SCGA Public Affairs


Friday, July 16, 2021

Citing continued increases in transmission of COVID-19, the Los Angeles County Department of Public Health announced earlier this afternoon that it is issuing a mandate to require that all residents wear masks while indoors, whether they are fully vaccinated or not. The precise language of the mandate will be issued sometime Friday and go into effect 11:59 PM Saturday – otherwise known as Sunday.

In making the announcement, LA County Health Officer Dr. Muntu Davis stated that Los Angeles County is just not where it needs to be in terms of vaccinations. New COVID infections have topped 1,000 for 7 consecutive days, spiking to 1,537 new infections today, the highest number since early March.

Some exceptions will apply similar to masking requirements that were in place before June 15. Details to follow tomorrow.

This applies only in Los Angeles County, albeit the cities of Pasadena and Long Beach are free to use the authority of their separate health departments to deviate, which is not likely to happen if past is prolog, particularly with respect to Long Beach.

For golf, nothing changes with respect to how the game has been played on course, on driving ranges, and on practice putting greens. The only thing that changes is the requirement that when indoors patrons must don a face covering except when eating or drinking.

Whether this presages further curtailments is anybody’s guess, but our guess is that it is highly unlikely that further restrictions affecting golf will be forthcoming even if caseloads continue their current upward trajectory. Whether this stimulates other counties to follow suit and require face coverings indoors is also anybody’s guess, but our guess is that this too is unlikely for reasons having to do with very different caseloads and very different public health departments. Los Angeles County’s numbers are simply more problematic than other counties, and its health department has shown a penchant for exceeding state requirements to a degree unmatched in the region.

We will continue to keep you informed. But we still think it safe to continue concluding that with specific reference to golf, COVID is mostly in the rear-view mirror.

Archived Updates

Opposition to Assembly Bill 1910

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CGCOA Golf is Good Ambassador Program

Are you interested in becoming an advocate for golf in California? The CGCOA is seeking amateur golfers who are passionate about protecting the game of golf and promoting public policies that enable golf to flourish in California. Take the next step to becoming an advocate for golf by completing the attached Golf is Good Ambassador Application.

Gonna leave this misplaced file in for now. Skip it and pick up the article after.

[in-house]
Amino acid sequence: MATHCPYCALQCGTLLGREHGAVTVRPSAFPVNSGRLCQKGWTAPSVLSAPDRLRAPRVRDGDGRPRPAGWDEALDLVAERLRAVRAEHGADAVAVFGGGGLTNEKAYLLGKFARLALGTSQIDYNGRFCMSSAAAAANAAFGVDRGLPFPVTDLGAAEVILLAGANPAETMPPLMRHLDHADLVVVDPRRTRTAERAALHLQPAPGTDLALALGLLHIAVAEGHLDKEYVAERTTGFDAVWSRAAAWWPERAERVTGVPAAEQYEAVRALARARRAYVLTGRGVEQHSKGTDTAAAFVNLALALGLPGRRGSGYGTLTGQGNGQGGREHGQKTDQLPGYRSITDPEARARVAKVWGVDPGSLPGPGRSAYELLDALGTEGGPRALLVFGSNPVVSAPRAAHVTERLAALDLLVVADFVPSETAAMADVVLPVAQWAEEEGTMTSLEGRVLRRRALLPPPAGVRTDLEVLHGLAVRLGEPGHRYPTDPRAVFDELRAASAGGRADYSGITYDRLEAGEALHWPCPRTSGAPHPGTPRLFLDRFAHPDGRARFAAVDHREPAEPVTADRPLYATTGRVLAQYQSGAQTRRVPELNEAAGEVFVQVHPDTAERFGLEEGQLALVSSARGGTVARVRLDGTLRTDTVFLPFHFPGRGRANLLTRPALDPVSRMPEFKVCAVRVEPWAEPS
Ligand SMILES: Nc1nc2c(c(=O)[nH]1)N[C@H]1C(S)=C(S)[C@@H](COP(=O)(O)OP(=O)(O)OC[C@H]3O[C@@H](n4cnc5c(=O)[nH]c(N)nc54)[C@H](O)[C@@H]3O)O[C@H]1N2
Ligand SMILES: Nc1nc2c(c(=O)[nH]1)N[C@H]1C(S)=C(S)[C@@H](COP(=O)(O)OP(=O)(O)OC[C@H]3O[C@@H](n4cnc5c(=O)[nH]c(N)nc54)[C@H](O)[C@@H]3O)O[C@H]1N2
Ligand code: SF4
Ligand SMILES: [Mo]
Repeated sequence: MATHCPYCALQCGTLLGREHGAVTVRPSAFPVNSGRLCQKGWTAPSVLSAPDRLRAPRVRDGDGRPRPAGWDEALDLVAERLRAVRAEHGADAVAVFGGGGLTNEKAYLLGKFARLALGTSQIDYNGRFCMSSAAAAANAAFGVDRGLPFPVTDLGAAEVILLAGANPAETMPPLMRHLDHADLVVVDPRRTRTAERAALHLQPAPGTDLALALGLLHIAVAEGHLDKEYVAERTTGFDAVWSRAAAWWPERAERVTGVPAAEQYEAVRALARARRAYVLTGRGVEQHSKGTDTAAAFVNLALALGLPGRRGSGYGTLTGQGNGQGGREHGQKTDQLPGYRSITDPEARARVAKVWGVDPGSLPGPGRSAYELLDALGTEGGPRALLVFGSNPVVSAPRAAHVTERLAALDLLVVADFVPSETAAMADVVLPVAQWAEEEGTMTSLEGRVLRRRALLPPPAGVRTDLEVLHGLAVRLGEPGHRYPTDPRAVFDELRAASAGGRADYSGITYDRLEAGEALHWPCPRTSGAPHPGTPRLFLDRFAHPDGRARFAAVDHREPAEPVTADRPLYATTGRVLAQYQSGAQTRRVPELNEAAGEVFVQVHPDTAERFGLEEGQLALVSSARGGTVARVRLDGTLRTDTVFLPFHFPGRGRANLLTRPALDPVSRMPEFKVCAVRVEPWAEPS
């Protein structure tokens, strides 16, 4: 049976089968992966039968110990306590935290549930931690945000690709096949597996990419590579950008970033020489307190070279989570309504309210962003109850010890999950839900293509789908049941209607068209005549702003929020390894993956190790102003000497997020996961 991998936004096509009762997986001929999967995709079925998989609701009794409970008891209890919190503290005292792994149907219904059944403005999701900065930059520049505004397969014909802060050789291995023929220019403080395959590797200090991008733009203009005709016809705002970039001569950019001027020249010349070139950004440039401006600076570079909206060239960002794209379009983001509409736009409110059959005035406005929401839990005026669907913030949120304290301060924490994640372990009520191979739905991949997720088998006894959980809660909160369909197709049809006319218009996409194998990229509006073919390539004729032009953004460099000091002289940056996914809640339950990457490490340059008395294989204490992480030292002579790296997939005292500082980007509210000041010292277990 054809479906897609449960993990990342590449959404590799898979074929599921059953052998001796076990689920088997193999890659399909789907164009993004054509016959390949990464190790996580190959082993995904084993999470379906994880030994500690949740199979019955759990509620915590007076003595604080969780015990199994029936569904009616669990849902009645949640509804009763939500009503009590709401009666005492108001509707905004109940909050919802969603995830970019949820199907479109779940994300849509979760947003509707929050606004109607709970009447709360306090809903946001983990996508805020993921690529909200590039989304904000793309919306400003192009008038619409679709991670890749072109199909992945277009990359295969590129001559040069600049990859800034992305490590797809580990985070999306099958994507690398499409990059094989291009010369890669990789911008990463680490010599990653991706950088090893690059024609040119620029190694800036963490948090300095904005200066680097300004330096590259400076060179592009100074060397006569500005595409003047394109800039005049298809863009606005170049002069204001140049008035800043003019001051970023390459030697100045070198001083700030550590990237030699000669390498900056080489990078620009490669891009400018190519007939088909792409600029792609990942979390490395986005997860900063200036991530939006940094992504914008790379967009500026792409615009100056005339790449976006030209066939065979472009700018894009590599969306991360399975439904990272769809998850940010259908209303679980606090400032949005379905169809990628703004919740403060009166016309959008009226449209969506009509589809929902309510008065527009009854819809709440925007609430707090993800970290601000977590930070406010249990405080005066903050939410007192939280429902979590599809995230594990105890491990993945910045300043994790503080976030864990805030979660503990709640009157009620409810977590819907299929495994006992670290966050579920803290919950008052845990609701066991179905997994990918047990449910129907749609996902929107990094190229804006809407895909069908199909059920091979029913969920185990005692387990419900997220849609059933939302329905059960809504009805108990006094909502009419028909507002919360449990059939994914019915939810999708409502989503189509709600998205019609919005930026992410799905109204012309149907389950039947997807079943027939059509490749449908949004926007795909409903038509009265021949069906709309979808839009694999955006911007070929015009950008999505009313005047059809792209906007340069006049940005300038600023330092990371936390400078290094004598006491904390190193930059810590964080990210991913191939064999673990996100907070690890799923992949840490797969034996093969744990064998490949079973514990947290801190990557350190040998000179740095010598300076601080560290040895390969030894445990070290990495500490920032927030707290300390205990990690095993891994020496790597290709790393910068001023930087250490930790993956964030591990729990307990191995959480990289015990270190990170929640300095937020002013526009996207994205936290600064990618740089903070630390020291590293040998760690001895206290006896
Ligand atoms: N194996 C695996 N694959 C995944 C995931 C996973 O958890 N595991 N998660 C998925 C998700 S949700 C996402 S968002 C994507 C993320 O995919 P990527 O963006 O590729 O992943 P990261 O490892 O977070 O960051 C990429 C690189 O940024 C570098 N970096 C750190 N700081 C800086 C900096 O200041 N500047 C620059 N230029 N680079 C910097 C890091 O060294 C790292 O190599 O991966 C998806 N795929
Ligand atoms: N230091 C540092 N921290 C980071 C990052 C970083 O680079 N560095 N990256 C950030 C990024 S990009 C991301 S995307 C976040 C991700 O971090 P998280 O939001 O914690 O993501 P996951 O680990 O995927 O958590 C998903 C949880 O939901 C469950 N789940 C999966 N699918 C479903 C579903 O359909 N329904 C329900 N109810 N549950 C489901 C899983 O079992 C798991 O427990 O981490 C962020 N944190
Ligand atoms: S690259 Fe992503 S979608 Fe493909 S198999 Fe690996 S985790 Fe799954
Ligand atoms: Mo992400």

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FORE - Public Affairs

FORE - The magazine of the SCGA. Find archived Public Affairs articles on the website of the SCGA's award winning quarterly publication.

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It isn’t often that one bill can highlight all that separates one side of California’s great water divide from the other – from those interests fixated on conservation as the focus of future supply and those intent on pursuing a more diversified portfolio – from those who are often accused of believing that California can conserve its way out of its aridification predicament and those who are convinced that if conservation is the only tool in the state’s water resiliency toolbox, California is doomed to be hollowed out in much the same way rust belt cities like Pittsburgh and Detroit were in the last quarter of the 20th Century.

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Charles Dickens’ famous opening of “A Tale of Two Cities” comes to mind as a good descriptor of where California’s water situation and golf’s place in it stands after back-to-back record precipitation years: "It was the best of times, it was the worst of times...".

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Four Los Angeles City Council members introduced a motion yesterday that seeks to crack down on what the motion describes as “black-market tee time brokers” who book and resell city golf course tee times for profit.

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When introduced by Assembly Member Al Muratsuchi (D-Torrance) February 16, AB 3192 contained a provision that would have banned the use of all nonorganic pesticides and fertilizers on golf resorts in California’s Coastal Zone.

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A cautionary tale from semi-rural Santa Barbara County to remind you that the pressure to repurpose golf courses is not just a phenomenon in California’s densely packed urban cores.

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The National Golf Course Owners Association’s (NGCOA) Harvey Silverman may have characterized the City of Los Angeles’ uncommonly quick reaction to intense media scrutiny (five separate Los Angeles Times stories including a Sunday lead editorial) of the depredations of tee time brokering with his quip in the organization’s “Golf Business Weekly” about the city having reacted “faster than fixing potholes.”

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Every year there seems to be one bill filed in one house of the California Legislature that keeps the California golf community up at night.

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